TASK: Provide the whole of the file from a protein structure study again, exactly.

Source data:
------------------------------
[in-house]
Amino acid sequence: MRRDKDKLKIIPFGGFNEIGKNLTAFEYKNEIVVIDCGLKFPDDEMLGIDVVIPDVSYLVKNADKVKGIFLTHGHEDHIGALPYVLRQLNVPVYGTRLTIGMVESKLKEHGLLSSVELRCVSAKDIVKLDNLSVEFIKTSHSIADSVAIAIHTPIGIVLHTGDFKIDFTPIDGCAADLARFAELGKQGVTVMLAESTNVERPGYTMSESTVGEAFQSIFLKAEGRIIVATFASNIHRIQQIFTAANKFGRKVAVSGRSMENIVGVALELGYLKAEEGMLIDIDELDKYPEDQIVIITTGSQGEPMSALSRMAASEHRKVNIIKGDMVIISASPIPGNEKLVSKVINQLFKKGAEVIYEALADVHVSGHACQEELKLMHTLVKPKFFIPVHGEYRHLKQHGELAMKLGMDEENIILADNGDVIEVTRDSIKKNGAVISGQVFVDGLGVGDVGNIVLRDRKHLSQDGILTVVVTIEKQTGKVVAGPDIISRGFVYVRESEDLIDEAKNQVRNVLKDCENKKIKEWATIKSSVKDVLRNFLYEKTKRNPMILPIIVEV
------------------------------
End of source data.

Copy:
[in-house]
Amino acid sequence: MRRDKDKLKIIPFGGFNEIGKNLTAFEYKNEIVVIDCGLKFPDDEMLGIDVVIPDVSYLVKNADKVKGIFLTHGHEDHIGALPYVLRQLNVPVYGTRLTIGMVESKLKEHGLLSSVELRCVSAKDIVKLDNLSVEFIKTSHSIADSVAIAIHTPIGIVLHTGDFKIDFTPIDGCAADLARFAELGKQGVTVMLAESTNVERPGYTMSESTVGEAFQSIFLKAEGRIIVATFASNIHRIQQIFTAANKFGRKVAVSGRSMENIVGVALELGYLKAEEGMLIDIDELDKYPEDQIVIITTGSQGEPMSALSRMAASEHRKVNIIKGDMVIISASPIPGNEKLVSKVINQLFKKGAEVIYEALADVHVSGHACQEELKLMHTLVKPKFFIPVHGEYRHLKQHGELAMKLGMDEENIILADNGDVIEVTRDSIKKNGAVISGQVFVDGLGVGDVGNIVLRDRKHLSQDGILTVVVTIEKQTGKVVAGPDIISRGFVYVRESEDLIDEAKNQVRNVLKDCENKKIKEWATIKSSVKDVLRNFLYEKTKRNPMILPIIVEV